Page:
Southampton Study Shows Harsher, Stormier Weather Could Be On The Horizon


New research led by the University of Southampton and in partnership with Yale has shown that the continuing decline in sea ice around the artic could weaken ocean currents in the North Atlantic. This could lead to the alteration of climates in western European, including the UK, leading to harsher winters and an increase in storms.

Dr Florian Sevellec of the University of Southampton, lead author of the paper that was published in Nature Climate Change has shown that changes in the ocean currents due to the melting of sea ice…

…would have significant impacts on our daily weather, since the slow-down of this circulation, and its induced ocean surface cooling, has been shown in other studies to lead to an increase in storminess, to harsher winters, and to drier summers in Europe, for instance.

The study revolved around looking at the Atlantic Meridional Overturning Circulation (AMOC), a large-scale ocean circulation system, which includes the northwards flow of salty water from the South Atlantic (commonly known as the Gulf Stream). There has been much talk and debate surrounding whether global warming could cause Arctic melt water to have an impact on the Gulf Stream (which is responsible for keeping Britain wet and warm).

The Gulf Stream’s impact on the UK’s climate can easily be seen as the UK is much warmer than parts of Canada, which is located on the same latitude as us, yet has much colder harsher winters. Now, with this paper, researchers have found a mechanism that links the ocean currents to the loss of sea ice, summed up by co-author and professor at Yale University, Alexey Fedorov:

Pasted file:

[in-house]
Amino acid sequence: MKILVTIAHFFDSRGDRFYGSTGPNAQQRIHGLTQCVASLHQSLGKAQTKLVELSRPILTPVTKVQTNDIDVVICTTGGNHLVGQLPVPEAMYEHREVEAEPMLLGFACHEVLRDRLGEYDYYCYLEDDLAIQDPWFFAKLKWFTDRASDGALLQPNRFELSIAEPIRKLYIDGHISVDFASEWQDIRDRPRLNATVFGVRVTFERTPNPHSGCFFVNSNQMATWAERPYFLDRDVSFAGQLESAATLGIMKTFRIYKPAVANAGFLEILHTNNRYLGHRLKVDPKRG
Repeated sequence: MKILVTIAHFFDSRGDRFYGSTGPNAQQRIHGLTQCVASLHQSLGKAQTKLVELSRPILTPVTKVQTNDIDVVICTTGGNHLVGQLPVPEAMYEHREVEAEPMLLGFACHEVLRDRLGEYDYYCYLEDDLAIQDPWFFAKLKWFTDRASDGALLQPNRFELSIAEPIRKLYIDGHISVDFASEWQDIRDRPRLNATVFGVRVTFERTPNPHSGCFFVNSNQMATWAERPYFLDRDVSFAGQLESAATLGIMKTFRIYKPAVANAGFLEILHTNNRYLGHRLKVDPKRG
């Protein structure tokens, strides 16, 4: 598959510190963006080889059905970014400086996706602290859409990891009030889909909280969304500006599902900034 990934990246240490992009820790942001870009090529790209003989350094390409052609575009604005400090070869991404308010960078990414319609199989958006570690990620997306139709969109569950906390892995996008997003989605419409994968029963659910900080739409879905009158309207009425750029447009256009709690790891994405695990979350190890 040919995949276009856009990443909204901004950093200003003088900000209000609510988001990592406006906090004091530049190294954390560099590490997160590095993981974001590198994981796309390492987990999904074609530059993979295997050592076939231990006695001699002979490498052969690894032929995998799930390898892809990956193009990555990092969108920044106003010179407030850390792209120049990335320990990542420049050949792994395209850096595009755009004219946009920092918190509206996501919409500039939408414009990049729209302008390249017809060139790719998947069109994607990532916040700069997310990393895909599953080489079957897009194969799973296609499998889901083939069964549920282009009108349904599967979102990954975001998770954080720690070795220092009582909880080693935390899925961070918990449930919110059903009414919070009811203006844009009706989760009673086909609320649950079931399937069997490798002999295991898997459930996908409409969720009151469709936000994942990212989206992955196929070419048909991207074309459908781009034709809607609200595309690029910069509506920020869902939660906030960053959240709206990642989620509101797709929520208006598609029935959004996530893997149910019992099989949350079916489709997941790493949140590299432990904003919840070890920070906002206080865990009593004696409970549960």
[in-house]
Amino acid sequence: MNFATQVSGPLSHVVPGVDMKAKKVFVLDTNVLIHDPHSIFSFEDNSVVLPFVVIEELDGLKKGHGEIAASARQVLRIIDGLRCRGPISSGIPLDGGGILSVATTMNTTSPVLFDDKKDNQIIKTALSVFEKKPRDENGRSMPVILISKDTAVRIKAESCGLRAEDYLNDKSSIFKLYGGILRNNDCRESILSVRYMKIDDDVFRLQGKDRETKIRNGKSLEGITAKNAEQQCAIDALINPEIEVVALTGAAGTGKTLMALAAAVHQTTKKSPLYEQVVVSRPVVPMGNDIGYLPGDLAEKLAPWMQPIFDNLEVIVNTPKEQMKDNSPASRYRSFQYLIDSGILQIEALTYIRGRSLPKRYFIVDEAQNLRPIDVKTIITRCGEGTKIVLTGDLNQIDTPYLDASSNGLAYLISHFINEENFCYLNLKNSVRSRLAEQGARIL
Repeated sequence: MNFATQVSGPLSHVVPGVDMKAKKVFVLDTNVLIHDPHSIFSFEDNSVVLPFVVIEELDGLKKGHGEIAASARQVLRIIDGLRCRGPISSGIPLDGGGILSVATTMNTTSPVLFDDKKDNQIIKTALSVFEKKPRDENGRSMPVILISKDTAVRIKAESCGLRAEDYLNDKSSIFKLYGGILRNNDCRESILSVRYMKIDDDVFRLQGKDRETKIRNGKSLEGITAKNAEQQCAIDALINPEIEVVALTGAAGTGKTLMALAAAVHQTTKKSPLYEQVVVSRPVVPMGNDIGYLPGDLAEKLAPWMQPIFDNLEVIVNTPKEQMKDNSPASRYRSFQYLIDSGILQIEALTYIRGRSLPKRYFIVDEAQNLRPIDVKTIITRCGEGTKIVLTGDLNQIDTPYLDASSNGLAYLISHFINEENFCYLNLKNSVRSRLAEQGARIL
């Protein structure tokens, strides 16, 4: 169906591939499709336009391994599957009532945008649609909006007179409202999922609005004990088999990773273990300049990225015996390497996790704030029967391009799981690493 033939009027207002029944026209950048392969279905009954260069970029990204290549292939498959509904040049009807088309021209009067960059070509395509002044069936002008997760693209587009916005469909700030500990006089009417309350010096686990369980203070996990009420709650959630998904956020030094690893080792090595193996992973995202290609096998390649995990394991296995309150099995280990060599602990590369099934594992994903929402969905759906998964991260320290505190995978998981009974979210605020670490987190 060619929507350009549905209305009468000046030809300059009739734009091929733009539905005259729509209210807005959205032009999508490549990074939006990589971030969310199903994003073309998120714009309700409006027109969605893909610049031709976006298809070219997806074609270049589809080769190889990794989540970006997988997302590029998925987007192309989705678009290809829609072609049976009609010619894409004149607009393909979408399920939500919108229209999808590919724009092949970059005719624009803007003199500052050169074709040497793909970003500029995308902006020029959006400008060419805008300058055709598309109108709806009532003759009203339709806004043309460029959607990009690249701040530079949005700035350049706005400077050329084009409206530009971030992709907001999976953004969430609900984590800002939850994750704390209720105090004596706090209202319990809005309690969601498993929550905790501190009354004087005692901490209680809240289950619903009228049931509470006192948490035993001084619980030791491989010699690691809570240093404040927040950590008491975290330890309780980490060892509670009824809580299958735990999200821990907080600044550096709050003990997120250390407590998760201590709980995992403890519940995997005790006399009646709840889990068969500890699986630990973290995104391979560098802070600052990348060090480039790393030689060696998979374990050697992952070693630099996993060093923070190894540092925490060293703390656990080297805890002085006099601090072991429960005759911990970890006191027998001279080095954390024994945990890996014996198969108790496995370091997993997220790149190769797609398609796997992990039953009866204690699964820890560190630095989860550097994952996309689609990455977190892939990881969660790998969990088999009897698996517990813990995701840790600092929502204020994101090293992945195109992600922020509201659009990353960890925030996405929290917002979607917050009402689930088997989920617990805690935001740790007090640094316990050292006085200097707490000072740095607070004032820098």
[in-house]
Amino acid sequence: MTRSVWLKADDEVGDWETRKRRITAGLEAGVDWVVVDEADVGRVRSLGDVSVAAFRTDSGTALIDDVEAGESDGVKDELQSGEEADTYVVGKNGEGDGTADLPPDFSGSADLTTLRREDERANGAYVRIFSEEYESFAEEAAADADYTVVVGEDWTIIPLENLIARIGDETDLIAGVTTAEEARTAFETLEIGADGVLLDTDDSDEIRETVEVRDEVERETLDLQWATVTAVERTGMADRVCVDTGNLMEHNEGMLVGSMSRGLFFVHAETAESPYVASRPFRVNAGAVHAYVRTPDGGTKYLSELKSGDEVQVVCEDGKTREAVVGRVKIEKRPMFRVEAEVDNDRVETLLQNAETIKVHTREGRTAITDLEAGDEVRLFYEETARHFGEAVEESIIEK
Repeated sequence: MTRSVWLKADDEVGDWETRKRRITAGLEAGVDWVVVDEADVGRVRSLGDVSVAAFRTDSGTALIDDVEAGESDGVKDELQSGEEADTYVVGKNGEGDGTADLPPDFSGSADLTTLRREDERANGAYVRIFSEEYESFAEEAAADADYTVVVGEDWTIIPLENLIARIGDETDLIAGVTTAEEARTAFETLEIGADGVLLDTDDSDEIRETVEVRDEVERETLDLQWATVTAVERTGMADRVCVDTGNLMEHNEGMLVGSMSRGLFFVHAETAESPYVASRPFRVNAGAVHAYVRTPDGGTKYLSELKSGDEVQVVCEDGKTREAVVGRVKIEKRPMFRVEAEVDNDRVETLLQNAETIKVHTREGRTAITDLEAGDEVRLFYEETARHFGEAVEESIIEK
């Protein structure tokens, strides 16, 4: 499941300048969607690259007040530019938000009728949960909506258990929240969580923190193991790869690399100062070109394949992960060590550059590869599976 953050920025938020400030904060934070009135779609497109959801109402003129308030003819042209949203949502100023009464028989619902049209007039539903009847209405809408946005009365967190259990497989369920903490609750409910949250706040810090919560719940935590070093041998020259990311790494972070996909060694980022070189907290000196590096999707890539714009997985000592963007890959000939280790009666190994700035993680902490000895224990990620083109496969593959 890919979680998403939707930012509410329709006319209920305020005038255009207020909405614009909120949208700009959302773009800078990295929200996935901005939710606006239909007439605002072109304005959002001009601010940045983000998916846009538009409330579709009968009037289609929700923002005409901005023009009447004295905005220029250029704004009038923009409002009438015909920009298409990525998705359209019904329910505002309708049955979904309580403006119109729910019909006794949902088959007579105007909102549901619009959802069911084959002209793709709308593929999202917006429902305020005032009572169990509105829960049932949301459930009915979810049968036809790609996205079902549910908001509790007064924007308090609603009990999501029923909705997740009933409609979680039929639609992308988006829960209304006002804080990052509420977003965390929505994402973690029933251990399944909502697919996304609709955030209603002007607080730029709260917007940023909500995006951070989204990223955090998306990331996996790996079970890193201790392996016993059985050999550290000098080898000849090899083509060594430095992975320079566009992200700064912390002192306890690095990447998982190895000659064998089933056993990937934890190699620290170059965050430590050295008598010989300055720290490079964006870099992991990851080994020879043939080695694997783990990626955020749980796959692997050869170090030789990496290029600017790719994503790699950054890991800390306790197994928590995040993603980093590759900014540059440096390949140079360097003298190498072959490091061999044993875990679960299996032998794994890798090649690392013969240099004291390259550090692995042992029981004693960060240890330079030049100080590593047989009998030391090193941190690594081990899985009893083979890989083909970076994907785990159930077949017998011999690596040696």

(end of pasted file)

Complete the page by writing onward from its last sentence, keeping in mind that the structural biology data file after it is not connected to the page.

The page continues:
Our study establishes a new mechanism that links the loss of sea ice and the AMOC. Potentially, this mechanism could lead to a reduction of between 30 and 50 per cent of the AMOC’s strength.

This new mechanism was discovered by the combination of comprehensive climate change model simulations with computational methods to measure the sensitivity of ocean currents due to fluctuations of temperature and salinity at the ocean’s surface over time.

At the moment, no one is quite sure what the widespread effects and implications of this will be, but most predictions do not paint a bright picture. If we continue to heat the Earth at the rate that we are at the moment, we will find out soon enough….


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